It had blatant sexual references, swearing and nudity. It also featured a black protagonist, Michael LeRoi, whose powers emerged from a voodoo artefact known as the “Mask of Shadows” that was grafted to his chest and allowed him to travel between our world and a plane known as Deadside.
The game was a lengthy romp for players and featured game design similar in essence to The Legend of Zelda: Ocarina of Time -- a facet it was lauded for given that the narrative nature of Shadow Man was more than enough to keep it from being branded a Zelda “knock off”. In 2002 a sequel called Shadow Man: 2nd Coming was released exclusively for PS2, but did not rate or sell as well as the original.
The original also featured a critically acclaimed score that arguably propelled the epic possibilities with horror beyond anything cheesy or B-Grade, it even featured Jack the Ripper as its launching point for the evil to follow in LeRoi's adventure.
Reason for Revival:
Apart from the ironic point of reviving
a game about the afterlife, zombies and demons, Shadow Man’s art-direction, open-world design and mature narrative would make it a solid fit in today’s market. While so many other games offer “maturity” as a selling point, it comes first-hand in the design of Shadow Man, and with more sophisticated consoles and PC hardware driving the visual and geographical side of game-design today (and tomorrow), there’s very little reason to think this wouldn’t work. Moreover, like games such as Dead Space or even Resident Evil, the Shadow Man universe would also be ripe for transmedia exploitation, potentially offering up a game series or franchise with serious longevity.
Original Platforms: NES, GameBoy, SNES, MegaDrive
Despite its unrelenting difficulty, Battletoads is remembered fondly by a majority of gamers from the 8-bit era. Developed by Rare at the beginning of the company’s glory days in the early 90s (a precursor to their breakout success in Donkey Kong Country), Battletoads was a side-scrolling brawler starring a pair of anthropomorphic toads facing off against a buxom, scantily-clad evil woman and her army of rat and robot minions to rescue the obligatory princess and the not-so-typical captured toad brother.
Battletoads was successful enough that the characters found themselves in a number of other games, though none were as cool-in-concept as their teaming up with the Double Dragon cats for Battletoads & Double Dragon. The loose plot meant very little in the grand scheme of things, only that Rare were now handling one of the most revered beat-em-up teams in games history, and bringing them together with their own spin on the genre.
The game was known best for its high degree of challenge, with many players never seeing past the notorious speeder bikes stage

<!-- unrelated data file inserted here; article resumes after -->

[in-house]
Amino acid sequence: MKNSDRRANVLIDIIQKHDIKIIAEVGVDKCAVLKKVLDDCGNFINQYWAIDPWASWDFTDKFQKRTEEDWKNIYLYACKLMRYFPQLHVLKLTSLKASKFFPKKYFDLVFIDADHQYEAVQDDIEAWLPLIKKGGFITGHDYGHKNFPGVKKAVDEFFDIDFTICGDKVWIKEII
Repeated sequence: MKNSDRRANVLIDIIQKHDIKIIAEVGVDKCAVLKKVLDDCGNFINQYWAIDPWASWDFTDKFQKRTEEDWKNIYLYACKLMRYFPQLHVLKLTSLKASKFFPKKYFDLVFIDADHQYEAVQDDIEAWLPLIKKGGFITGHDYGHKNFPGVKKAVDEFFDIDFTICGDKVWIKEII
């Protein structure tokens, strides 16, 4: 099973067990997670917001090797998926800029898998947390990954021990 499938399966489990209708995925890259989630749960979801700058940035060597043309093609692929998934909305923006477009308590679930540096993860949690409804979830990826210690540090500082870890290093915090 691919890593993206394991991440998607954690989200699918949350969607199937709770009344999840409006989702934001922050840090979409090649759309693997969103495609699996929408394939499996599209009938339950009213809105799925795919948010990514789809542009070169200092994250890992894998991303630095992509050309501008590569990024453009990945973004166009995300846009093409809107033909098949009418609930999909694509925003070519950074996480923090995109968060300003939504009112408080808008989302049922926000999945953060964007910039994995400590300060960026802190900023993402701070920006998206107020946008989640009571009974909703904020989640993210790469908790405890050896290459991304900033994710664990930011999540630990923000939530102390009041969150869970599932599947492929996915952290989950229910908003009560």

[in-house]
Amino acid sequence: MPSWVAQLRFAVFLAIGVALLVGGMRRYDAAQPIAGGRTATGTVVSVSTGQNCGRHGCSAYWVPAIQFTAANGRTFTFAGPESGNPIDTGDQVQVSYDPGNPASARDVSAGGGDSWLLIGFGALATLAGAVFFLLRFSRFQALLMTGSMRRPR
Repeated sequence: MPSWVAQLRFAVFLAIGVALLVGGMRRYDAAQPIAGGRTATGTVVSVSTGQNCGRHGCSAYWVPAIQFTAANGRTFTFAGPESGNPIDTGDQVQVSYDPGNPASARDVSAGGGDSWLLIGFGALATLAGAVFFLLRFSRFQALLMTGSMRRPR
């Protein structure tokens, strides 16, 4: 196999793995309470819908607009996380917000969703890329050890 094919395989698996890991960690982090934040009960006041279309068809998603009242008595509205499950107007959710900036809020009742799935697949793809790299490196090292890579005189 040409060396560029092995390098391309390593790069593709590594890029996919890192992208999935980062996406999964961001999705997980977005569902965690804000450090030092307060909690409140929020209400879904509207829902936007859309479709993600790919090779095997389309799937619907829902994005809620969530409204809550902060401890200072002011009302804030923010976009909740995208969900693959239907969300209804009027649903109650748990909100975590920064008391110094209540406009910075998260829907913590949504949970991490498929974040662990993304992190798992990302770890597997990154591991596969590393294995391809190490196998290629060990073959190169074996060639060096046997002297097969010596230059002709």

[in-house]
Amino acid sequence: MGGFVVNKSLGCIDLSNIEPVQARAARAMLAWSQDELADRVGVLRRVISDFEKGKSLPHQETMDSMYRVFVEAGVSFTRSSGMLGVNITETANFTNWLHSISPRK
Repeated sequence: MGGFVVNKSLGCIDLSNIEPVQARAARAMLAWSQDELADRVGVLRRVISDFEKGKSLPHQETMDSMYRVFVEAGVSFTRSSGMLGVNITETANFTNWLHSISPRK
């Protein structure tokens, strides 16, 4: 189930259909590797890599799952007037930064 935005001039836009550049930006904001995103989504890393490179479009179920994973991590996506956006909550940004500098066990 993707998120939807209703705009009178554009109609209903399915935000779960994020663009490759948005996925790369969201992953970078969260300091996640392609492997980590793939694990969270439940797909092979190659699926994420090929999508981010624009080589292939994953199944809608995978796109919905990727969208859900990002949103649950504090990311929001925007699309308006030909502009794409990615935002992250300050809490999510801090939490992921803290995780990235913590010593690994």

-- the third level of the game, that featured a high-speed endless runner scenario requiring fast reflexes and long memory-sequences -- but it was its innovations to the rather vanilla brawler genre at the time that kept the persistent players coming back for more punishment, with cooperative play to boot.
While arcade brawlers like Double Dragon, Final Fight, and Streets of Rage evolved on their combos and special moves, Battletoads featured more diverse gameplay variety, with several different implementations of vertical and horizontal progression over thematically distinct environments. The comical nature of the toads also drove humour and creativity in the narrative and combat, as the affectionately-named Rash, Zitz, and Pimple could perform an assortment of super attacks whereby their appendages would turn into novelty-sized weapons to pummel opponents.
Reason for Revival:
: Brawler contemporaries like Rockstar’s The Warriors, Castle Crashers, and recent open-world games such as Sleeping Dogs, and the Batman Arkham series show that plenty of elements from the classic genre are still relevant to modern audiences.
The SNES follow-up, Battletoads in Battlemaniacs, failed to really capture the magic of the original, and the various other skews merely mirrored it, but if a developer today was given a reasonable budget, and focused on retaining the core pillars -- gameplay variety, challenging difficulty, cooperative play, and colourful humour -- the result could be amazing.
Following Rare’s acquisition by Microsoft in 2002, the Xbox manufacturer is the current rights holder of the franchise, and the thought of a new Battletoads game on their upcoming next-generation console is pant-tentingly tantalising. Our dream Battletoads revival would feature a little more crude-humour and gratuity than the NES original, core gameplay something in the vein of the massively-underrated brawler Mortal Kombat: Shaolin Monks (itself a top revival contender), with a bunch of offbeat levels to mix things up, and three-player cooperative throughout.
We'll be back tomorrow with another three games or franchises we think deserve the modern or future gaming treatment, but obviously before then, features like this are an obvious talking-point, so we invite you to come on in and agree or disagree with what we have already, and obviously offer your own classic games or franchises you'd like to see make it back into the gaming fray.
To be continued...